The world keeps turning, with only small breaks to pause to reflect upon the beauty of its Chappy.

I have a deal for the skunks and crows. I think it’s reasonable. See if you agree. I understand that skunks and crows need to eat, and that grubs are a favored meal. Okay. I also understand that it is necessary to disturb perfectly good turf in order to get at said grubs. And I don’t expect them to do that which my Grammy required: leave the place better than you found it. But what would be nice is if they could return to the same spots in the autumn that they disturbed in the spring. All that crabgrass that came in on their coattails could use their little beaks and claws to encourage its dismissal from the soil. Deal?

Cheryl Herrick is missing her cat Marly. She is tortoise shell with mostly black on her head and light brown toward her tail. Cheryl lives on Jason drive which is off the paved road just short of the dirt road to Wasque. Marly is very friendly and very missed. If you think you may have seen Marly, please call Cheryl at 508 939-0474.

I hope Cheryl will take some solace in the fact that our cat was prone to similar wanderings, and he always came back. Of course there was nary an explanation or an apology from cat, but he did take his dusty body to the nearest white pillow and begin an hour of intense cleaning. So at least he practiced good hygiene.

They’re dredging out our way. Seems the gut had become a bit over complimented with sand, and it was time to spread the wealth. Kim and I ventured down the beach to take an up-close look, and offer any engineering advice that might be useful. I find that suggestions from lay people are always welcome to folks doing an arduous job. Supervisor Ed Handy and Mark, whose last name I did not get, seemed to have things well under control, however. Watching the process was not unlike looking at a fire in the fireplace: nothing much happens but one becomes mesmerized nonetheless. With any luck some of the sand will wash our way.

Lily Morris (daughter of acclaimed columnist Margaret Knight) has spent some quality time here at the Big Camp. Both Mom and brother were in need of massage so Lily agreed to take them on in her capacity as massage therapist. By all accounts a good time was had by all. And by all, I mean Mom and brother. I can’t speak for Lily — but if she’s like me, she won’t suffer any effects of exposure to my family until much later in life. My family is like a latent virus. I kid because I love.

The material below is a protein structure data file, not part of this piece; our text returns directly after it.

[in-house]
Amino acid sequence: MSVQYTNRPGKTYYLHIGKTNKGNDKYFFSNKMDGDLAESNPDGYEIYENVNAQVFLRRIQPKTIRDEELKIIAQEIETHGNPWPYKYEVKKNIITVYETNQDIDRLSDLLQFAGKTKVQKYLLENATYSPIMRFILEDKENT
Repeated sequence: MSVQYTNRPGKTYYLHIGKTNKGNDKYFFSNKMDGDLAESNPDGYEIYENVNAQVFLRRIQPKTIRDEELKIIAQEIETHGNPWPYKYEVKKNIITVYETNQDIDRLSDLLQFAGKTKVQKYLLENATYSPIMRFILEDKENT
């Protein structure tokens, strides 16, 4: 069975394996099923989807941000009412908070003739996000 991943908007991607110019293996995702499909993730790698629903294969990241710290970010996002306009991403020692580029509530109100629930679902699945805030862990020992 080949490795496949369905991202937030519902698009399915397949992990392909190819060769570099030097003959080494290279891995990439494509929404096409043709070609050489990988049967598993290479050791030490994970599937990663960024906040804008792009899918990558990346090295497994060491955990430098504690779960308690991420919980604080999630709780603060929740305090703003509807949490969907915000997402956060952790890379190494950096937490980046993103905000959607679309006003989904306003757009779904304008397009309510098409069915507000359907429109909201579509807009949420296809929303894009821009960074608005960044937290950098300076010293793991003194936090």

Speaking of, er, family, Annie Heywood ambled by with brother Brad and Brad’s wife Laurel for some picture taking and reminiscing. The Heywood boys spent many years up and down the Big Camp steps, ensuring that nothing ever got too dull during the 1960s.

Speaking of Annie, people often ask me if we’re related. To which I reply, well, I don’t reply. But if they persist, I’ll tell them that Annie is, in truth, my illegitimate daughter, the product of a brief affair with my corporate law professor when I was 17. Seldom do people believe me however, as I am 20 years Annie’s junior, I don’t look smart enough for law studies, and it appears doubtful that I was doing much more than holding hands at 17.

I understand that we’re in for a blow (which will have blown by this printing). The online weather advisory warns that one should secure lawn furniture. Doesn’t say anything about other stuff, so I guess my papier mâché full-size replica of Stonehenge is fine.

The potluck at the Community Center on Wednesday, Oct. 6 will be hosted by Martha Weston and Pedro Baez. The potluck starts at 6 p.m. with appetizers; dinner is at 6:30. All are welcome; bring a main course or dessert dish to share.

Mary Spencer’s Movie Marathon begins tonight at 4 p.m. She’ll show films from the recent Martha’s Vineyard Film Festival until 11 p.m., and then again Saturday from 11 a.m. to 11 p.m. You can find the schedule at or on the bulletin boards at the ferry and Community Center. All Chappaquiddickers are welcome. Mary will have a vat of chowder, popcorn, and some drinks while they last, but welcomes other food to share.